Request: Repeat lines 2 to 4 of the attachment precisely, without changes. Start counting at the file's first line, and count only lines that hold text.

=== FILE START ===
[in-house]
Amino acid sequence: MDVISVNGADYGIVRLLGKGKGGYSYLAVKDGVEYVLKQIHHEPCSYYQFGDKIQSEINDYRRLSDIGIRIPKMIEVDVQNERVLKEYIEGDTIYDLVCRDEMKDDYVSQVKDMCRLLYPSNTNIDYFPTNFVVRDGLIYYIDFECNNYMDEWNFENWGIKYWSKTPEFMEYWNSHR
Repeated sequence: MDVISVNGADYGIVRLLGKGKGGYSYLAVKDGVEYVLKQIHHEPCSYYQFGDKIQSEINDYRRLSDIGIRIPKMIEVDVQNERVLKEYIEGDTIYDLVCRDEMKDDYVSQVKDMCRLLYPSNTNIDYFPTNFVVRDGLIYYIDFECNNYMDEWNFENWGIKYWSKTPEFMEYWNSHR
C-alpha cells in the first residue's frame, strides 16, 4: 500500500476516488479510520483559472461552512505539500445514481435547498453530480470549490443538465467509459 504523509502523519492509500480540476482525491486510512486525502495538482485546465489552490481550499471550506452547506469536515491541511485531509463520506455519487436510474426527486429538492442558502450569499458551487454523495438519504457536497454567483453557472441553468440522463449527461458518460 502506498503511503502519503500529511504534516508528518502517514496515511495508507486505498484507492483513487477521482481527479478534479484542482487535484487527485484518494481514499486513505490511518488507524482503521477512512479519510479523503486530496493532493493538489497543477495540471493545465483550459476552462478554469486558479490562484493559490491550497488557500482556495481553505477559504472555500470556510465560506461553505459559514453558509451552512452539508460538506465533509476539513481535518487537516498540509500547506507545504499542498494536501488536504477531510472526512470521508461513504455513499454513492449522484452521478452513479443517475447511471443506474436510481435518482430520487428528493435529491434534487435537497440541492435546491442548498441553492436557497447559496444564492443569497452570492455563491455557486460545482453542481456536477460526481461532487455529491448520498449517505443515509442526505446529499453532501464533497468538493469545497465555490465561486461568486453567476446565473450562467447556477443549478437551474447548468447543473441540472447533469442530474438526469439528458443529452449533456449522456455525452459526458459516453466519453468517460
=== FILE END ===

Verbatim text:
Amino acid sequence: MDVISVNGADYGIVRLLGKGKGGYSYLAVKDGVEYVLKQIHHEPCSYYQFGDKIQSEINDYRRLSDIGIRIPKMIEVDVQNERVLKEYIEGDTIYDLVCRDEMKDDYVSQVKDMCRLLYPSNTNIDYFPTNFVVRDGLIYYIDFECNNYMDEWNFENWGIKYWSKTPEFMEYWNSHR
Repeated sequence: MDVISVNGADYGIVRLLGKGKGGYSYLAVKDGVEYVLKQIHHEPCSYYQFGDKIQSEINDYRRLSDIGIRIPKMIEVDVQNERVLKEYIEGDTIYDLVCRDEMKDDYVSQVKDMCRLLYPSNTNIDYFPTNFVVRDGLIYYIDFECNNYMDEWNFENWGIKYWSKTPEFMEYWNSHR
C-alpha cells in the first residue's frame, strides 16, 4: 500500500476516488479510520483559472461552512505539500445514481435547498453530480470549490443538465467509459 504523509502523519492509500480540476482525491486510512486525502495538482485546465489552490481550499471550506452547506469536515491541511485531509463520506455519487436510474426527486429538492442558502450569499458551487454523495438519504457536497454567483453557472441553468440522463449527461458518460 502506498503511503502519503500529511504534516508528518502517514496515511495508507486505498484507492483513487477521482481527479478534479484542482487535484487527485484518494481514499486513505490511518488507524482503521477512512479519510479523503486530496493532493493538489497543477495540471493545465483550459476552462478554469486558479490562484493559490491550497488557500482556495481553505477559504472555500470556510465560506461553505459559514453558509451552512452539508460538506465533509476539513481535518487537516498540509500547506507545504499542498494536501488536504477531510472526512470521508461513504455513499454513492449522484452521478452513479443517475447511471443506474436510481435518482430520487428528493435529491434534487435537497440541492435546491442548498441553492436557497447559496444564492443569497452570492455563491455557486460545482453542481456536477460526481461532487455529491448520498449517505443515509442526505446529499453532501464533497468538493469545497465555490465561486461568486453567476446565473450562467447556477443549478437551474447548468447543473441540472447533469442530474438526469439528458443529452449533456449522456455525452459526458459516453466519453468517460